Posted: April 08, 2013
Eight great job-search tips for a tough market
Here's how to get a competitive edgeBy Marissa Banker
Here’s the good news: It is never too late to find your dream job. Consider lifelong learner Colonel Harland Sanders. Later famed for—you guessed it—founding KFC, at age 40 Sanders was selling chicken out of his home. At age 65, his only restaurant failed.
So Sanders took the $105 from his first Social Security check and his famous recipe for fried chicken and scouted out franchise locations. Now, 70 years later, there are more than 15,000 KFC restaurants in 105 countries. It’s never too late to set and pursue a goal.
Here’s the challenge: While much improved, it’s still a tough job market, with one third of Americans reporting that they will be job hunting this year. So, if you’re one of the millions who has resolved to find that dream job, here are eight tips to help you remain competitive:
Focus: Before you begin, picture your ideal professional life. Do you want to work part- or full-time? In a small office, a mid-sized company or a large corporation? Do you want to relocate? If not, how far are you willing to drive? What kind of salary do you want? What kind do you need? Are there careers that will let you pursue your life passions or develop your strengths? Take some time to really think about these things. Write down your thoughts and the goals that come from them.
Plan: Before you jump into your search, make a plan. List five companies you really want to work for, the geographic locations you like, company size, public vs. privately owned. Keep that plan in one place (like a notebook or a Word document) and update it regularly.
Treat the Job Search Process Like a Job: Finding a job is a full-time job. Make sure that when you start your search, you’re not letting your current responsibilities wane. Schedule your day, set goals and objectives. What you put into your job search is what you get out of it.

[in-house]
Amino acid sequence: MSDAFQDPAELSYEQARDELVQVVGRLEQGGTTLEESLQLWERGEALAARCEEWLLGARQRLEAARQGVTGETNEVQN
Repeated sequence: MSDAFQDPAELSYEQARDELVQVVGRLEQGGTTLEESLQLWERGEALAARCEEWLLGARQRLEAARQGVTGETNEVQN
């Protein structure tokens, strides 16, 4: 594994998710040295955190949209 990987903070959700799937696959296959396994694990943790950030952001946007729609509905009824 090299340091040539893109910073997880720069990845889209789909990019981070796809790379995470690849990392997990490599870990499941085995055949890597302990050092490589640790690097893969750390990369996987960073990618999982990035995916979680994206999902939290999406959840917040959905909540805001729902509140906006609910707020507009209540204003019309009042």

Don’t Just “Do Your Homework”—Really Study! Always research the organization prior to interviewing. Learn about the company’s successes, accolades and competitors. Research a role in that development. Finally, research the company on the Better Business Bureau website and set up Google Alerts for each of your top employment prospects.
Leverage your Online Presence: Today, as many as 92 percent of employers and recruiters use social networks to find job candidates – yet only 38 percent of job seekers report regular use of LinkedIn to find work. For competitive job seekers, ensure that you are constantly building your online connections, joining groups related to your industry, regularly updating your status and keeping your profile information and credentials fresh. When filling an open job, 47 percent of recruiters review a candidate’s public profiles before deciding to contact them for an initial conversation. Would a Google search of your name earn you an interview?
Don’t forget the basics. Set a professional voicemail on your phone, keep business cards with you at all times and ensure you’re using a professional email address. Even if you love cats, your future employer probably won’t be impressed by kittyluvr8@gmail. Unless you’re applying for the Humane Society. Which brings me to another point:
Tailor: Your job search is not one size fits all. What works for one company, might not work for another.
Evolve: The job search is continuously changing. What tools and processes work now, might not work in six months. Research continuously, utilize different job search tools, and improve yourself after interviews.
Marissa Banker, M.Ed., CPRW, is director of career services for the two Denver-area campuses of Colorado Technical University in Aurora and Westminster. She comes to CTU with experience in counseling and post-secondary education specific to career services and employer relations. As campus director of career services, Marissa manages a career services team that helps empower CTU students and alumni with professional support and resources needed to prepare for today’s job market. In addition to providing networking opportunities with real-world experts and employers, Marissa and her team offer personalized career coaching, including helping CTU students enhance their digital identity.